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Concept and Types of Women Empowerment- what is meant by women empowerment- introduction of women empowerment- importance of women empowerment in India

[Abstract] Global empowerment of women is a new concept. Since the second half of the twentieth century, the issue of women’s empowerment has gained importance among scholars of universities, and in national and international platforms. But the concept was not deeply ingrained into the governments’ policies and programs until the declaration of the ‘Women’s Decade’ in 1975. Though the Indian Government endowed franchise to all its citizens irrespective of caste, creed, sex, and color immediately after Independence, it was confined mainly in papers while the majority of women were essentially powerless until the last decade of previous century. Considering their low socio-economic position, scholars, bureaucrats, and governments have begun to pay considerable attention in empowering women. Because of India’s feudal society, the pace of advancement of women remains tardy. This article addresses the challenges and realities of this situation. It calls for government, political decision makers, NGOs, and other actors to come forward to ensure women’s all round development for making India a developed country.

[Keywords] women empowerment; women’s decade; India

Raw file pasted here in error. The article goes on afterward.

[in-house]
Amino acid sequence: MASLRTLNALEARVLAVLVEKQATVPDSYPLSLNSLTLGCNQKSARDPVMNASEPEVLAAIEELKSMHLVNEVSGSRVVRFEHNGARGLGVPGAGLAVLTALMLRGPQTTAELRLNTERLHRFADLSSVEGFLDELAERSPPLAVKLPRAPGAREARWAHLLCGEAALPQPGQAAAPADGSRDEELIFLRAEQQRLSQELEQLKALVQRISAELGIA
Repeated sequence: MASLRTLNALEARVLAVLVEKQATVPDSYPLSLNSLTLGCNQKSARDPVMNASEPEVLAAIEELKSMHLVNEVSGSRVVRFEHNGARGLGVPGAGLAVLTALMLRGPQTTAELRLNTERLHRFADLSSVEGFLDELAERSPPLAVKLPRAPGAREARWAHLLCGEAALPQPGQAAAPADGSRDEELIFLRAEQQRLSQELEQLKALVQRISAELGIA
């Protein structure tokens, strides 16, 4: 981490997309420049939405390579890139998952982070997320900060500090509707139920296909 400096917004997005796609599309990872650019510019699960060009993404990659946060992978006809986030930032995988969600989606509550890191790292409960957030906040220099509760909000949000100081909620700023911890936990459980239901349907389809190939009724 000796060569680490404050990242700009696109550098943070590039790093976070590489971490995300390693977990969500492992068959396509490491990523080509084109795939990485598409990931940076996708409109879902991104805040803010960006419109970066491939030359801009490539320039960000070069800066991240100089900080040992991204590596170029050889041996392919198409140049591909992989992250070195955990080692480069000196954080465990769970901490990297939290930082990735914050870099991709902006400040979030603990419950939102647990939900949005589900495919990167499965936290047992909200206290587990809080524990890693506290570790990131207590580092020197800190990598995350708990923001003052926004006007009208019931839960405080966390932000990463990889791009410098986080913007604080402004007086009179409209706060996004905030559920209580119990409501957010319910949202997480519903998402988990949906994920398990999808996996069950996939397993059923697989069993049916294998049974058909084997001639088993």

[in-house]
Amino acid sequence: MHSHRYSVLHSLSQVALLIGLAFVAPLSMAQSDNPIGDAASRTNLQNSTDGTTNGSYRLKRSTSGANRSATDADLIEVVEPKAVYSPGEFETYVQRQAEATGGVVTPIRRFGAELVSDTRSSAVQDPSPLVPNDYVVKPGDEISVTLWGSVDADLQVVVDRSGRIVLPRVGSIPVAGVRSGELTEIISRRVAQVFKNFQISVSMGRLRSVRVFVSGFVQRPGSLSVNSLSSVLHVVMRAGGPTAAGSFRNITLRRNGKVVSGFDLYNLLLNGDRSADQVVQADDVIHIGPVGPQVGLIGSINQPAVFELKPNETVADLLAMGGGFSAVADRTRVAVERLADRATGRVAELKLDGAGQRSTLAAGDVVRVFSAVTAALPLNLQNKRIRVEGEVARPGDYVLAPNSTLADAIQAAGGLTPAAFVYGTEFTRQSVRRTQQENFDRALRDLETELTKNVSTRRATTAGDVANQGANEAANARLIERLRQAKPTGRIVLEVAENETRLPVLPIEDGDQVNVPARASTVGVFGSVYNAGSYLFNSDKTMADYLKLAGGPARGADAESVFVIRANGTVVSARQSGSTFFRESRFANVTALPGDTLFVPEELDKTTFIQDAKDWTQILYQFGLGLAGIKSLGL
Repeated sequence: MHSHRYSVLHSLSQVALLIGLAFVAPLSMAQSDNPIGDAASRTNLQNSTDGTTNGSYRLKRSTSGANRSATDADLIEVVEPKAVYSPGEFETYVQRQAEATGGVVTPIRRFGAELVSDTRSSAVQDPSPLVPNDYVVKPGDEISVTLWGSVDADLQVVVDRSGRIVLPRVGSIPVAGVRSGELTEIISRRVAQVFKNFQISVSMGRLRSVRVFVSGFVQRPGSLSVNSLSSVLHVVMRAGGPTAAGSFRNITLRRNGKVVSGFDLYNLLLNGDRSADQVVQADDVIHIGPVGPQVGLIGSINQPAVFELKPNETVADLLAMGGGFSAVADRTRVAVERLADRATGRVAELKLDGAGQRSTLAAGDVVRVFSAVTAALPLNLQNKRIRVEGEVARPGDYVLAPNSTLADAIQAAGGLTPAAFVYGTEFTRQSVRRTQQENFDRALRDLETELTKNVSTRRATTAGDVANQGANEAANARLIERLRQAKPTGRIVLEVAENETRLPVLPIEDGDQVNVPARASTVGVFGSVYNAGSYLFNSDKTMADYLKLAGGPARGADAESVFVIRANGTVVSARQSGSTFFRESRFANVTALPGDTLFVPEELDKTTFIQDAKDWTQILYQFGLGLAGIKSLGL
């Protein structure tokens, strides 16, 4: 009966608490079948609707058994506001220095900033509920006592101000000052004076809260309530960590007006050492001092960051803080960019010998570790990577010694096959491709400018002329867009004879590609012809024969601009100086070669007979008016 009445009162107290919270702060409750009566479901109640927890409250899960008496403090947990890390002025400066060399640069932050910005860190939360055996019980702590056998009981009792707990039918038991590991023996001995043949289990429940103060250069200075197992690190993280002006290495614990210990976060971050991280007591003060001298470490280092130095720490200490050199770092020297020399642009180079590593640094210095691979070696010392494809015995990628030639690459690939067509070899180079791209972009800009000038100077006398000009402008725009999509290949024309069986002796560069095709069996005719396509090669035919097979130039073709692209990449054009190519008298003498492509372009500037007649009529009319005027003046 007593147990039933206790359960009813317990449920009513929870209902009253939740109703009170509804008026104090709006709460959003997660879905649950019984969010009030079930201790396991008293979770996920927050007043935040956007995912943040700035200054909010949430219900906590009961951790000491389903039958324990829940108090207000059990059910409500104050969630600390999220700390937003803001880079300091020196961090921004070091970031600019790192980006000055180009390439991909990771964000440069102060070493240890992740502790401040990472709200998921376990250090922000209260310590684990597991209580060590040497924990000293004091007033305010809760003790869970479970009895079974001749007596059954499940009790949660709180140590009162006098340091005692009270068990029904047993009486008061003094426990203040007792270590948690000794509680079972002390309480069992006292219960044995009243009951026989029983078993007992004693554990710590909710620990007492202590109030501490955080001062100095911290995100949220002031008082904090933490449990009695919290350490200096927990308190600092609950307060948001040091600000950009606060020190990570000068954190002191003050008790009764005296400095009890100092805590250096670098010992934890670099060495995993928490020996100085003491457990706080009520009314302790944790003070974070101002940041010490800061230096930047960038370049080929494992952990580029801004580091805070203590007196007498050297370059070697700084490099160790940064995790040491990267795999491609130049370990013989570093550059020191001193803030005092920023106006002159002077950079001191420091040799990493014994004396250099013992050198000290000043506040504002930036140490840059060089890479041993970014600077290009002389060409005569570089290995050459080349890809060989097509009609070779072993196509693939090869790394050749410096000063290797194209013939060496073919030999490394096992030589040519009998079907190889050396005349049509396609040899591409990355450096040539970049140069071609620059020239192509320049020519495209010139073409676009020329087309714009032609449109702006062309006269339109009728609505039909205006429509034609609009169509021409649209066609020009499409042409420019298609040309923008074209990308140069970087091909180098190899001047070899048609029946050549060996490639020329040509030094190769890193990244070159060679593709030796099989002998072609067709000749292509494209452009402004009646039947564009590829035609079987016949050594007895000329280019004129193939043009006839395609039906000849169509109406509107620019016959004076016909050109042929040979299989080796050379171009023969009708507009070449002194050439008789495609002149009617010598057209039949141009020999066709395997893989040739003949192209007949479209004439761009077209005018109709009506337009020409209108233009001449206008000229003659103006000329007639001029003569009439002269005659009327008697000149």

History demonstrates that out of all deprived groups in the world women have suffered the most. Their suffering knew no bounds based on culture, race, region or religion. They have been victims of abuse, molestation, violence, rape, poverty, malnutrition, ill treatment – in a word all sorts of deprivation. But until recently, scholarly attention was not focused enough on subjects related to empowerment of women. In the multi-cultural, multi-lingual, multi-racial and multi-religious Indian sub-continent, women face one or other kinds of problem here and there. Only the dimension differs from state to state, society to society, and place to place. Even in the 21st century women are beaten, considered witches; they are getting stoned for committing sexual activities; honor killing is in practice in many parts of India; and with petty excuses they are tortured and raped while the main perpetrators move freely without any punishment. Further, they are disallowed to use mobile phones; debarred to choose their own dress or profession; have little freedom in marriage and reproductive matters; are restrained to move freely within their locality; are discouraged to participate in political activities; and many women remain starved or half fed. In a word, they are bound in chains of societal taboos and face lots of peculiar difficulties throughout their life. It is a fact that women have been suffering in every age and country from their protectors i.e., fathers, brothers, uncles, neighbors and others in childhood; boyfriends and lovers in youth; husbands and in-laws in married life; while from sons and others in old age. Man has inflicted an unspeakable injury upon woman by subjugating her in different phases in their lives and through the ages. Thus “This question of woman’s rights was a world question, and as old as the human race. In all ages, woman has regarded by man as inferior, and had robbed of the rights, with which God had endowed her, in common with every human being” (Langley & Fox, 1994, pp.100-101). Women are the victims of social, political, religious, and economic subordination and deprivation in Indian society. Also they are treated unequally and cannot participate in democratic activities equally with men. Democracy becomes meaningless and paralyzed unless fifty per cent of its population participates in the democratic decision making processes and joins in the economic, social, and political activities. Therefore, to make democracy sustainable it is necessary that both women and men should take part in the development activities. Without the active participation of fifty per cent population i.e., women, the development of India is sure to be partial. It can be said that, “Where few take part in decisions there is little democracy; the more participation there is in decisions, the more democracy there is” (Verba & Nie,1972, p. 1). Thus the issue of women’s empowerment through participation in various developmental activities has become sine qua non.

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